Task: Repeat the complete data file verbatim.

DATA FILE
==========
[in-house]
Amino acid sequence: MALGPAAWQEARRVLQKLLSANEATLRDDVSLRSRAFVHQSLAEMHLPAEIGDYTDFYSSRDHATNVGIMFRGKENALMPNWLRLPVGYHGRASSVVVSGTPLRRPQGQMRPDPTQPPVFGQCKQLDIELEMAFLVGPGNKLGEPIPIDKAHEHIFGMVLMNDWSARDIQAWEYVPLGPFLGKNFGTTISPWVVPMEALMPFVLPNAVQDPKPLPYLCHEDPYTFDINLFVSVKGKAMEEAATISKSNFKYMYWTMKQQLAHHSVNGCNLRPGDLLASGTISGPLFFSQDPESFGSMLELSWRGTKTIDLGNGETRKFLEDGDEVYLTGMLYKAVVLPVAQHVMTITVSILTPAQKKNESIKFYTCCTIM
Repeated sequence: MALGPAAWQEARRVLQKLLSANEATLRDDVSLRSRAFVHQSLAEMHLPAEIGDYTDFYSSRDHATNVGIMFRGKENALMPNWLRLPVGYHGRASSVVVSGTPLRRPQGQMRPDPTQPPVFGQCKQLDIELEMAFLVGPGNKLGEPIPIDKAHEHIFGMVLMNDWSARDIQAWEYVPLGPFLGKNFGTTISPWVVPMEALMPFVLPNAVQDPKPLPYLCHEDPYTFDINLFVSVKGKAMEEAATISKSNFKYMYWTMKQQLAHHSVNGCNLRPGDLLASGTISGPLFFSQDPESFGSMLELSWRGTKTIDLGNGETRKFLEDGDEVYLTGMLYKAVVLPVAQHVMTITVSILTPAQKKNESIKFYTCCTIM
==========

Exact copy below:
[in-house]
Amino acid sequence: MALGPAAWQEARRVLQKLLSANEATLRDDVSLRSRAFVHQSLAEMHLPAEIGDYTDFYSSRDHATNVGIMFRGKENALMPNWLRLPVGYHGRASSVVVSGTPLRRPQGQMRPDPTQPPVFGQCKQLDIELEMAFLVGPGNKLGEPIPIDKAHEHIFGMVLMNDWSARDIQAWEYVPLGPFLGKNFGTTISPWVVPMEALMPFVLPNAVQDPKPLPYLCHEDPYTFDINLFVSVKGKAMEEAATISKSNFKYMYWTMKQQLAHHSVNGCNLRPGDLLASGTISGPLFFSQDPESFGSMLELSWRGTKTIDLGNGETRKFLEDGDEVYLTGMLYKAVVLPVAQHVMTITVSILTPAQKKNESIKFYTCCTIM
Repeated sequence: MALGPAAWQEARRVLQKLLSANEATLRDDVSLRSRAFVHQSLAEMHLPAEIGDYTDFYSSRDHATNVGIMFRGKENALMPNWLRLPVGYHGRASSVVVSGTPLRRPQGQMRPDPTQPPVFGQCKQLDIELEMAFLVGPGNKLGEPIPIDKAHEHIFGMVLMNDWSARDIQAWEYVPLGPFLGKNFGTTISPWVVPMEALMPFVLPNAVQDPKPLPYLCHEDPYTFDINLFVSVKGKAMEEAATISKSNFKYMYWTMKQQLAHHSVNGCNLRPGDLLASGTISGPLFFSQDPESFGSMLELSWRGTKTIDLGNGETRKFLEDGDEVYLTGMLYKAVVLPVAQHVMTITVSILTPAQKKNESIKFYTCCTIM